A Brief History
Brief History of the Loyola University Retiree Association (LUCRA)
Prior to 1999, professors emeriti had been involved in university affairs but not in an organized manner. Beginning around 1999/2001, the inchoate idea of an Emeritus Faculty Caucus progressed fitfully toward a formal organization. The Center for Faculty Professional Development (CFPD), established in 2004 by LUC president Fr. Garanzini, became a stepping-stone toward formal organizational status.
The first emeriti newsletter was published in November 2005. Among other items, it included information on a co-sponsored workshop held for future retirees as well as a listing of upcoming University events. Travel Tips listing several websites closed the newsletter.
From 2008 to 2012, several faculty retirees explored with College of Arts and Sciences [CAS] deans, department chairs, and other faculty the best ways of starting an organization for Loyola retirees. In 2012, Jon Nilson, department of theology, and Nick Patricca, Department of Fine and Performing Arts, together formed the retiree association, and support was secured from the College of Arts and Sciences and the provost for the formation of the Loyola University Retiree Association (LUCRA), originally named the Loyola University Emeriti Caucus.
From 2013 to 2018, the building blocks of our retiree organization were put into place. At an AROHE (Association of Retiree Organizations in Higher Education) Conference in Atlanta, the LUC representative, in collaboration with representatives from Georgetown University, Boston College, and Santa Clara University, established the Consortium of retiree organizations of the Association of Jesuit Colleges and Universities [AJCU]. From 2018 to 2020, LUCRA established budgetary procedures, developed relationships with the LUC administration, laid the foundation for committee structures, and made a major push to involve staff retirees.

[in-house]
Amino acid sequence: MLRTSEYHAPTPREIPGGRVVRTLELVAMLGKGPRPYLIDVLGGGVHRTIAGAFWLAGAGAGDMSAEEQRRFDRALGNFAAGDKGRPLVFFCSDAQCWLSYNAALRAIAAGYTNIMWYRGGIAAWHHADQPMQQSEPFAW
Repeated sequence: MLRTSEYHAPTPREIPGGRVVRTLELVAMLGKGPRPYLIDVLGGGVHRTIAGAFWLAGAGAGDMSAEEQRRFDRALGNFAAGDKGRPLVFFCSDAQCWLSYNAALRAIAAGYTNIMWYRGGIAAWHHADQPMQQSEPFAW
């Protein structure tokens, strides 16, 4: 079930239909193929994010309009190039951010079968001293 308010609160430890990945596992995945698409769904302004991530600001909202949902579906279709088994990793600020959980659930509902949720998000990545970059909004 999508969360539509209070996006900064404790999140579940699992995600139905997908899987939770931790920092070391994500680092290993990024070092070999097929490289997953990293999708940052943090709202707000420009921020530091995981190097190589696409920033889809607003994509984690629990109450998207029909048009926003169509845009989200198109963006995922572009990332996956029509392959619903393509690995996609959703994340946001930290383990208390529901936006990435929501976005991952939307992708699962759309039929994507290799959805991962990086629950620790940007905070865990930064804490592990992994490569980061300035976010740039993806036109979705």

In 2020, Nick Patricca was elected chair of the AJCU Consortium of Retiree Associations. The Consortium developed a core of close to 20 participating AJCU schools. Around this time, LUCRA developed an extensive committee network and an operational plan of retiree activities and programs, and supported Loyola Chiicago’s participation in AROHE and the AJCU Consortium.
From 2021 to the present, LUCRA developed a Third Thursday Zoom program on new ideas, arranged a LUCRA website, and worked with various units of the university on retiree projects. We continue to discover our strengths and limitations. We continue to contribute to the mission of our university. We continue to participate in our scholarly fields of endeavor. We continue to work to make our communities just and vital. We understand retirement professional activities to be another form of service and participation in life.
*For a detailed history of LUCRA, refer to the Archive section of this website.